Recession: Bank Customers’ Deposits Escalate in 2016

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 29-Jun-2017

At the face of economic recession and regulatory headwinds, deposit money banks (DMBs) showed a rise in customer deposits in 2016 full year financial results published by the lenders have shown.
The results of five tier I banks reviewed by New Telegraph, for instance, showed that their total customer deposits rose to N12.6 trillion in 2016 compared to N10.9 trillion in 2015.

 Zenith Bank, GTB, Access Bank, UBA and First Bank are the lenders. The reports by the lenders on the breakdown of the amounts revealed that Zenith Bank’s customers’ deposits increased to N2.983 trillion in 2016 up from N2.557 trillion in 2015, GTB’s customers’ deposits soared to N1.986 trillion last year from the N1.610 trillion it recorded in the previous year.

Also, UBA’s customers’ deposits boosted to N2.485 trillion in 2016 from N2.081 trillion in 2015, while First Bank’s increased to N3.104 trillion in 2016 from N2.970 trillion in 2015, while Access Bank’s rose to N2.089 trillion in 2016 from N1.683 trillion in 2015.

It was not only the tier-I banks that raked in more deposits from their customers in 2016. Some of the tier 2 counterparts also recorded a rise in the deposits regardless of the tough business environment.
Specifically, Union Bank’s 2016 full year results showed that the lender’s customer deposits increased to N633.8billion last year from N569.1billion in 2015.

In same vein, Stanbic Ibtc reported that its customer deposits went up to N560.97billion in 2016 from N493.51billion in the previous year.

Financial analysts evaluated that the rise in the banks’ customers’ deposits last year reveals the lenders’ adjustment in their business strategies following the withdrawal of public sector deposits to the Treasury Single Account (TSA) with the Central Bank of Nigeria (CBN).

Indeed, an analysis of the banks’ results shows a significant shift towards savings deposit mobilisation by the financial institutions.

For instance, Zenith Bank’s savings deposits increased to N358.951 billion in 2016, higher than N246.113 billion it posted in the previous year, GTBank’s savings deposits also increased to N454.436 billion in 2016, higher than N332.781 billion recorded in 2015, Access Bank’s customers’ savings deposits went up to N179.070 billion in 2016, from N137.963 billion in 2015 while UBA’s customers’ savings deposits increased to N524.751 billion in 2016, higher than N407.036 billion it recorded in 2015.

Union Bank also reported a growth in savings deposits from N146.433 billion in 2015 to N169.597 billion last year, while Stanbic IBTC said its savings deposits rose to N38.630 billion in 2016, from N27.301 billion in 2015.

Captivatingly, lenders whose 2016 full year results show a marginal decrease in customers’ deposits compared with 2015 figures also reported an increase in savings deposits.

For illustration, FCMB’s savings deposits went up to N139.771 billion in 2016, from N112.728 billion in 2015, while Sterling Bank accounted N52.357 billion through savings deposit mobilisation in 2016, up from N41.728 billion in 2015.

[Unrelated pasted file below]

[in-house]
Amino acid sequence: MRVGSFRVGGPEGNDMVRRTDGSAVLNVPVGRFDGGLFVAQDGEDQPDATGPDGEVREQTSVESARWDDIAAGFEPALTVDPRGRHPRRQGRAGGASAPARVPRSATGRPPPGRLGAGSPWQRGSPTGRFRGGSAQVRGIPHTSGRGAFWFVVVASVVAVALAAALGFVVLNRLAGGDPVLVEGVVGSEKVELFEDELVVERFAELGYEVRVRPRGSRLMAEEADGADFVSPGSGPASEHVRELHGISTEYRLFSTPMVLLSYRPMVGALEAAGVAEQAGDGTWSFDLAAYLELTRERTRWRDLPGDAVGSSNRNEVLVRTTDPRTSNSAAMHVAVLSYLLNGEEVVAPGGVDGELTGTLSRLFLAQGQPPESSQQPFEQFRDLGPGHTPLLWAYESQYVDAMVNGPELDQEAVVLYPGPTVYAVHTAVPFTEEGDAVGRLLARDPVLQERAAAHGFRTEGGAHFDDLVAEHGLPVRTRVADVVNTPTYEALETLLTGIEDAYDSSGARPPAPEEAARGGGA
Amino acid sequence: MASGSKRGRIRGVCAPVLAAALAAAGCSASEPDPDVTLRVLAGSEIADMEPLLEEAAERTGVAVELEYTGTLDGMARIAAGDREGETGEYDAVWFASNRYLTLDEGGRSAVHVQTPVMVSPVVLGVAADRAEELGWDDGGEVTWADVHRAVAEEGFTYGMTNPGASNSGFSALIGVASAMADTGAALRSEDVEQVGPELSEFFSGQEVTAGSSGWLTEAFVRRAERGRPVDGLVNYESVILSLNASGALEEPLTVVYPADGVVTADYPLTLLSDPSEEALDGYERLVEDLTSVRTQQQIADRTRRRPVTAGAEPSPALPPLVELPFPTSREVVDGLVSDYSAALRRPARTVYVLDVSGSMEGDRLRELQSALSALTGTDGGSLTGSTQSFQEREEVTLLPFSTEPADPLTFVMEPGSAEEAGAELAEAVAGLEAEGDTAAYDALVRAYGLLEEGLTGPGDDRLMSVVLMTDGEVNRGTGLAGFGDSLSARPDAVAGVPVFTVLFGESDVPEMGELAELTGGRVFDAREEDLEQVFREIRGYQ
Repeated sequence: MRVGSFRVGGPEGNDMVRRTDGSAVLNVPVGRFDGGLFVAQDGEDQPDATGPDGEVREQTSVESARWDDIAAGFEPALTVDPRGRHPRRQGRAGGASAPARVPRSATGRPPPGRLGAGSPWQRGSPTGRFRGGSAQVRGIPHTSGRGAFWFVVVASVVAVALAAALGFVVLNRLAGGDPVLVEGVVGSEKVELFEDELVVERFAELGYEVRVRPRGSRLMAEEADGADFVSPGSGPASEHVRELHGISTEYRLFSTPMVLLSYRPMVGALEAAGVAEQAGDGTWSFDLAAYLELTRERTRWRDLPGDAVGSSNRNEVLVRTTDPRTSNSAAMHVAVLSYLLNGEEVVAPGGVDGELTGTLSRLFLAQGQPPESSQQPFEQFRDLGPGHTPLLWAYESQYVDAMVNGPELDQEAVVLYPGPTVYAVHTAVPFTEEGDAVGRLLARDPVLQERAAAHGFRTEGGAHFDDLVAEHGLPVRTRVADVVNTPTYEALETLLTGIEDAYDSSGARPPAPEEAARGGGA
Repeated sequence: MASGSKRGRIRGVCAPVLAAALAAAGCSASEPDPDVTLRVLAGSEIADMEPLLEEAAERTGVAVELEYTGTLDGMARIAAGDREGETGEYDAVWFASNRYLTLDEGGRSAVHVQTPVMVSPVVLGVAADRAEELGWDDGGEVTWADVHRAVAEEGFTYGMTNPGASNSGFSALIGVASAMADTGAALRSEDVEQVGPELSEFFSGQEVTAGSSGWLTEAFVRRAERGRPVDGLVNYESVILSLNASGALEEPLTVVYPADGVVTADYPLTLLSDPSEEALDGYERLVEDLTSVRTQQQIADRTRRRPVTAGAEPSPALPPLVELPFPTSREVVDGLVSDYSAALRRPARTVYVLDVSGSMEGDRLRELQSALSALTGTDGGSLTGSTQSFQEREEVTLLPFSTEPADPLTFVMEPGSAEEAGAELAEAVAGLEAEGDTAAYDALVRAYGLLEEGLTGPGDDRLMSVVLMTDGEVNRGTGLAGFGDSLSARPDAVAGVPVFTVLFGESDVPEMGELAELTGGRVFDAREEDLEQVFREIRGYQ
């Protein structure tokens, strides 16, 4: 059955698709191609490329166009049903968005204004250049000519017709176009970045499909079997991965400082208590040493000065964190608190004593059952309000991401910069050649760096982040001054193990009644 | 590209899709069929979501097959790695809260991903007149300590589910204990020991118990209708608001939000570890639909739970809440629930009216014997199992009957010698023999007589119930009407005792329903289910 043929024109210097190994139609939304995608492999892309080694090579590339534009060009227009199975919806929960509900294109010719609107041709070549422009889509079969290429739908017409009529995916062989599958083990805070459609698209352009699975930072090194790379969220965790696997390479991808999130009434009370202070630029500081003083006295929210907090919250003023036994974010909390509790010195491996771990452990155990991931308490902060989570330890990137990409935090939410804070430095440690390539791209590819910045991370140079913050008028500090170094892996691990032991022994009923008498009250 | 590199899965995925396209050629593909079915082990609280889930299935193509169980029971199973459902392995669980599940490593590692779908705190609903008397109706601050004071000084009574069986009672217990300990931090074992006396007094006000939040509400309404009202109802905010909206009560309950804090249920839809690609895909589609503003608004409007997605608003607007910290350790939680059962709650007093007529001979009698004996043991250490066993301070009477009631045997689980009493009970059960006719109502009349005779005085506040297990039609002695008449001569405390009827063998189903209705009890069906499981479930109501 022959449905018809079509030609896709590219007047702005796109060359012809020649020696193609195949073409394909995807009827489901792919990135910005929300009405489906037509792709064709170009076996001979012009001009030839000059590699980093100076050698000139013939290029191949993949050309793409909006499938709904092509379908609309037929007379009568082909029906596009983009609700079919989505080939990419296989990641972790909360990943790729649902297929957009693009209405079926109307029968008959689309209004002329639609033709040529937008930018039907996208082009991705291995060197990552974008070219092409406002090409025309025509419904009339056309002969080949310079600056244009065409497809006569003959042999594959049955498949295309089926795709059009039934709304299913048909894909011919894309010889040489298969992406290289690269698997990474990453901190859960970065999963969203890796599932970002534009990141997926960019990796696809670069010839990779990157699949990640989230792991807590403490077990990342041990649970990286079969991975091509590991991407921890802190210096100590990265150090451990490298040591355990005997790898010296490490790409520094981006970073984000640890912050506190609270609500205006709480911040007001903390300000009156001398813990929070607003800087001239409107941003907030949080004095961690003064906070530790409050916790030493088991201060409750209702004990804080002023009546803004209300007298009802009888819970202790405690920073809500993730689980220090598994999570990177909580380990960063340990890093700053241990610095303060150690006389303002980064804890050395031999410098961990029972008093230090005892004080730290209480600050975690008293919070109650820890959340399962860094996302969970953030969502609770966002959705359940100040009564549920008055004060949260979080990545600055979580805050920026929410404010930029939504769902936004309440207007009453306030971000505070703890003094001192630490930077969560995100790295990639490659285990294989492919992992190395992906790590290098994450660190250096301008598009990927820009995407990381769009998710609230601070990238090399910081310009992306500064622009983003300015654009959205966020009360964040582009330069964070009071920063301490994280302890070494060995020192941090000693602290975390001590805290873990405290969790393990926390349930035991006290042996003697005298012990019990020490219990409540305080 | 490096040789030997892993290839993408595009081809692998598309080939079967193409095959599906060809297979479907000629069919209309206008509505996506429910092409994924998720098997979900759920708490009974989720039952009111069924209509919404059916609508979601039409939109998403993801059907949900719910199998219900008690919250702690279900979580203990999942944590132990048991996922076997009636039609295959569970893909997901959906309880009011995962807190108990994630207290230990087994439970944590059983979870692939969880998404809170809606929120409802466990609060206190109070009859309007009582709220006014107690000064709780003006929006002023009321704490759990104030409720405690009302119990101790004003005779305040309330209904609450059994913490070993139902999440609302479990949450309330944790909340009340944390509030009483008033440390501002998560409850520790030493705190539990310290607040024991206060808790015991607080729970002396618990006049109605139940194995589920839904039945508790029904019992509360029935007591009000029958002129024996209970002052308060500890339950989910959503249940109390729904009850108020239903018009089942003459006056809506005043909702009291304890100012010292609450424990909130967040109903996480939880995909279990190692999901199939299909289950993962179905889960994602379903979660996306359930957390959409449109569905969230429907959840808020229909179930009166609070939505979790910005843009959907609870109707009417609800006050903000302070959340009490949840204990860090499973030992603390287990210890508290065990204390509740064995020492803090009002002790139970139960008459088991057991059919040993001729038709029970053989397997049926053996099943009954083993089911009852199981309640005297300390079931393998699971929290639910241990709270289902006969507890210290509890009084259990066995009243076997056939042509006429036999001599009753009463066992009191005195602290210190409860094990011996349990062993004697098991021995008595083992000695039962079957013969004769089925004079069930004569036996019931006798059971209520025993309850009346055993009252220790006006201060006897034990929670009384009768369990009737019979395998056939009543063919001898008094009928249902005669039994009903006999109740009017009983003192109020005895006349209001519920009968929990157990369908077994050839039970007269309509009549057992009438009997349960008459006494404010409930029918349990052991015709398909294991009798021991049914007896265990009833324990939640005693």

Other banks that reported growth in savings deposits included Unity Bank – N46 billion in 2016, from N41.962 billion in 2015; Wema Bank – N45.339 billion in 2016, from N35.580 billion in 2015 and Fidelity Bank – N155.019 billion in 2016, from N119.140 billion recorded in the previous year.

The TSA policy, initiated by the administration of former President Goodluck Jonathan but implemented by his successor President Muhammadu Buhari’s administration, stipulates that all government taxes, levies and tariffs should be deposited in the Central Bank of Nigeria (CBN).

The funds would afterwards be disbursed to ministries, departments and agencies (MDAs) based on approved rules to ensure accountability in the management of government resources.
 Mr. Ahmed Idriss, the Accountant General of the Federation(AGF) released a Figure that reveals that the Federal Government recorded over N7 trillion in the Treasury Single Account (TSA) at the end of March this year.

According to analysts, in order to cope with the withdrawal of the public sector funds, banks embarked on aggressive campaigns and reward schemes aimed at attracting retail deposits.
Several banks also offered rewards to customers willing to deposit more cash with them through promotions where prizes such as cash, cars, generators, refrigerators and other electronic gadgets were won through electronic draws.

In a report, Afrinvest Securities Limited  pointed out that with the increased focus on the retail segment, “the future of banking is set to take a dramatic turn.

“We believe banks will begin to specialise in specific areas of business to ensure they compete effectively in the new banking landscape.

“While most banks are hinged on product differentiation strategies using innovation to remain afloat, we keep a keen watch on the industry’s competitiveness as events unfold,” Afrinvest added.

Source: Newtelegraph
Edited for Aprecon by Omolola Lipede.


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